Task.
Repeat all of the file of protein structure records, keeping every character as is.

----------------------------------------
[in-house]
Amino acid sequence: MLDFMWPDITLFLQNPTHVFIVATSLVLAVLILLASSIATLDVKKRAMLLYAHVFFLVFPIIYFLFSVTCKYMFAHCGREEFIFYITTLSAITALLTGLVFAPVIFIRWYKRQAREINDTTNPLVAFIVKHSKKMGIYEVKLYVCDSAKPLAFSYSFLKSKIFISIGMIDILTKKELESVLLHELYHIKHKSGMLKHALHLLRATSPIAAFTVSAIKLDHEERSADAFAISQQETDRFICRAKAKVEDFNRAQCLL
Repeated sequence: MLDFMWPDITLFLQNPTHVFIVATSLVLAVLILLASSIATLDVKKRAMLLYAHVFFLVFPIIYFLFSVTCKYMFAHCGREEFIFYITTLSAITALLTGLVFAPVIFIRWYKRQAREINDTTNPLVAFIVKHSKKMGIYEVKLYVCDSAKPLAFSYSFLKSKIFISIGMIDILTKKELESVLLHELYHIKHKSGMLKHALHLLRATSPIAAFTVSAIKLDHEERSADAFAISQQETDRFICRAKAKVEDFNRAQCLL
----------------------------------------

[in-house]
Amino acid sequence: MLDFMWPDITLFLQNPTHVFIVATSLVLAVLILLASSIATLDVKKRAMLLYAHVFFLVFPIIYFLFSVTCKYMFAHCGREEFIFYITTLSAITALLTGLVFAPVIFIRWYKRQAREINDTTNPLVAFIVKHSKKMGIYEVKLYVCDSAKPLAFSYSFLKSKIFISIGMIDILTKKELESVLLHELYHIKHKSGMLKHALHLLRATSPIAAFTVSAIKLDHEERSADAFAISQQETDRFICRAKAKVEDFNRAQCLL
Repeated sequence: MLDFMWPDITLFLQNPTHVFIVATSLVLAVLILLASSIATLDVKKRAMLLYAHVFFLVFPIIYFLFSVTCKYMFAHCGREEFIFYITTLSAITALLTGLVFAPVIFIRWYKRQAREINDTTNPLVAFIVKHSKKMGIYEVKLYVCDSAKPLAFSYSFLKSKIFISIGMIDILTKKELESVLLHELYHIKHKSGMLKHALHLLRATSPIAAFTVSAIKLDHEERSADAFAISQQETDRFICRAKAKVEDFNRAQCLL